I end my remarks by saying that where I come from, there is an active local history society. In the Easter holidays, we are bringing together people who grew up during the Second World War and who attended the primary school. I am one of those people, and I will describe what it was like to be in that school during the war. Two of my fellow pupils at the time will do the same. Exemplars are very good and there are plenty of local communities in which co-operation and collaboration is extremely important.
My Lords, the noble Lord, Lord Glentoran, declared his interest when we debated the first order, and I am glad to see that the noble Lord, Lord Livsey, declared his interest as we debated the third. He will appreciate the envy with which I respond, having been born in south Wales but never having had the benefit of attending a primary school there. He has the advantage over me—but not with regard to this particular order, I hasten to add, as I hope that I am adequately briefed to answer the questions that noble Lords have asked. It will be recognised that the measure relates to school governance—an important but limited issue. Therefore, I will give clear responses to the points about the extent to which the LCO confers competence.
The noble Lord, Lord Glentoran, asked one of those questions to which there is only a yes or no answer. The answer to the question of whether the order confers competence to abolish school governors is yes. The Explanatory Memorandum explains this. However, the order declares a competence but does not announce a policy—far from it. Whether the Assembly would ever put forward such a measure is, under the terms of the order, for the Assembly to decide. Of course, as will be readily anticipated, the Assembly places great emphasis on the contribution that school governing bodies make to Welsh education. Far from it having a policy intention to abolish them, it seeks ways to ensure that they fulfil their functions more effectively. There is no doubt—and I do not think that this is a party-political view: my Government have done some enhancement in recent years, but I pay due respect to the Opposition, and to the Liberal party, as well—that we all recognise that the contribution of the community to local schools, as expressed by the governing bodies, is of very great importance.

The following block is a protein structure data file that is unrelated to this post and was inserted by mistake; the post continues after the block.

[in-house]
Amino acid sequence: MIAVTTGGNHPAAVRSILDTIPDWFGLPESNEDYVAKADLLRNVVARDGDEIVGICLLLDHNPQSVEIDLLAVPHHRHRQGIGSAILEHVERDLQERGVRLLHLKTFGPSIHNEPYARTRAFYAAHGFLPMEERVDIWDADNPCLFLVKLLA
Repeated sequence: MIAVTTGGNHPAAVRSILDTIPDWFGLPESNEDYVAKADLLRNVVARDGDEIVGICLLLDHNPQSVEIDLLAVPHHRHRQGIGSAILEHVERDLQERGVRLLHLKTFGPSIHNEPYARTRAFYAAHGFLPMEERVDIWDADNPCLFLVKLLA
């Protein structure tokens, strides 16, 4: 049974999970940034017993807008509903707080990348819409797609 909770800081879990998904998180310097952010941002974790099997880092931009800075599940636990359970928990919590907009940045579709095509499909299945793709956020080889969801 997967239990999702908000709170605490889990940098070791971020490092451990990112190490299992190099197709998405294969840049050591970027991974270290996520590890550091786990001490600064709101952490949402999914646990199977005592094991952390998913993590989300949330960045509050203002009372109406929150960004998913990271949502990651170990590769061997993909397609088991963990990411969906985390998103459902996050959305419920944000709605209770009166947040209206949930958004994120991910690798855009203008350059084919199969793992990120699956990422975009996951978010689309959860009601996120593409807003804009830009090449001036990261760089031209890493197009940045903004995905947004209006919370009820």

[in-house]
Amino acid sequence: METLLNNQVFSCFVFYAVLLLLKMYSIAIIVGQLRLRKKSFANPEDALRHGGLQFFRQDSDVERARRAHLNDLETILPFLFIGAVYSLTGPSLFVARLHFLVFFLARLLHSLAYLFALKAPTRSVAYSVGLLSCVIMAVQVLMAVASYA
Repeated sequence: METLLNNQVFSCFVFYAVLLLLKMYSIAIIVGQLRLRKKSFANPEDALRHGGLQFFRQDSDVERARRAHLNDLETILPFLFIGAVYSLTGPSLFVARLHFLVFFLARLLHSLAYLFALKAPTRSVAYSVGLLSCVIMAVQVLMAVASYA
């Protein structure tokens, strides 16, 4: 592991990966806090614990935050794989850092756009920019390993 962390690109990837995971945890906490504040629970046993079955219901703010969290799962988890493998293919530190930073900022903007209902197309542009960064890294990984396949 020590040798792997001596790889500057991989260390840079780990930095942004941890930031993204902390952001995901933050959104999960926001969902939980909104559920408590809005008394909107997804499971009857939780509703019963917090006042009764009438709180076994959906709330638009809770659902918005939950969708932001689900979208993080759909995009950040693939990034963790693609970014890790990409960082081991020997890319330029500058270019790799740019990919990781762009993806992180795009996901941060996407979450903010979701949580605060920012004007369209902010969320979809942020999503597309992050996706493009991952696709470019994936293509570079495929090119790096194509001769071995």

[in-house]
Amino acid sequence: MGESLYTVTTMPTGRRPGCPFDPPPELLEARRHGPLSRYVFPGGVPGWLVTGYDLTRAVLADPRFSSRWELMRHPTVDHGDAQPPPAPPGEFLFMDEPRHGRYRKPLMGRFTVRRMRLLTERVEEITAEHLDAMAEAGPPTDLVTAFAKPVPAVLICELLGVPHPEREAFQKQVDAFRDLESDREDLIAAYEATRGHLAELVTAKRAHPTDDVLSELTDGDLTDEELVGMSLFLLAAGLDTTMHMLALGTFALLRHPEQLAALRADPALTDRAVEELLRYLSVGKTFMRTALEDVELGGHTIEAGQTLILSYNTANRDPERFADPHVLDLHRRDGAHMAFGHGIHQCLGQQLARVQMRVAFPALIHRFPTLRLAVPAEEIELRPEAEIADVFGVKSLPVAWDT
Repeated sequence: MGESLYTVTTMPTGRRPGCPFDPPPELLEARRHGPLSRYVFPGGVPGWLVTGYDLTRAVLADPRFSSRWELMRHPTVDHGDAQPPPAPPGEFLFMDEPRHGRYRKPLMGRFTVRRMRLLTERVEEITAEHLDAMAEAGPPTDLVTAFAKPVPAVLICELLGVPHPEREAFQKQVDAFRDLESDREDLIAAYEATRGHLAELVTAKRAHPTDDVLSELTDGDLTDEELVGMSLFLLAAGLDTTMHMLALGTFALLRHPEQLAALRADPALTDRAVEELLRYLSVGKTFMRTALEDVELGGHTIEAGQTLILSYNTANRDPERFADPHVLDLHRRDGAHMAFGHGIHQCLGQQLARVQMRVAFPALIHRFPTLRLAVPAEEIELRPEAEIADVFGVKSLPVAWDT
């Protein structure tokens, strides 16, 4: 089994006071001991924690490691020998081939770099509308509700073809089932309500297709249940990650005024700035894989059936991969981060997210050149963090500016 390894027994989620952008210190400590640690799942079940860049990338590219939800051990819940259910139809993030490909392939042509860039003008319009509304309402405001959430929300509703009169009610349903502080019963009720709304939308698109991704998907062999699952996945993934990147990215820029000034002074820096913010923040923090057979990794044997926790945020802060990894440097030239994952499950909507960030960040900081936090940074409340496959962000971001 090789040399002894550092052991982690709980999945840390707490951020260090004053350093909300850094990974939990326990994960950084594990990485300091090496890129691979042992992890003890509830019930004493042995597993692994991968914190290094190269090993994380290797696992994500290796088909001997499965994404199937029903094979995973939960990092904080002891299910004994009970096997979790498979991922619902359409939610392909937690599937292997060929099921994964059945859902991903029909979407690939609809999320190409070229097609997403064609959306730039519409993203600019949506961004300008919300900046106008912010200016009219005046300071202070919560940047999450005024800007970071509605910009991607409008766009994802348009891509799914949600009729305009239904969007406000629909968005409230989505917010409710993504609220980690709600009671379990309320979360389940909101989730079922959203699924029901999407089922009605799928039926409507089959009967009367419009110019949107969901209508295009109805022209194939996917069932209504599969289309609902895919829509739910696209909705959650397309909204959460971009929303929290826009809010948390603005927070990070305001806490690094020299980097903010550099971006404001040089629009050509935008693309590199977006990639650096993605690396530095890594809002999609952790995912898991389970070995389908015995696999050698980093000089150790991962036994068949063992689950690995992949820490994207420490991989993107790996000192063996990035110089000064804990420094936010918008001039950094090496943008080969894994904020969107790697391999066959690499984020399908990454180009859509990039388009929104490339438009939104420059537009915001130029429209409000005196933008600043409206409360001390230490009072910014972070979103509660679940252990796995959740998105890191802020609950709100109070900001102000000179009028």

There was a time when a great deal of English and Welsh education was directed from the centre, and it could be thought that governing bodies were often implementing and rubber-stamping positions that had been adopted. That was always something of a caricature, because the real authority to which governing bodies related was their local authority, not central government. In so far as there was ever a failing, it was that too many circulars on these issues would appear from departments of state. However, in recent times, greater devolving of power to governing bodies has enhanced the participating role of local communities, which has been very much to the benefit of education.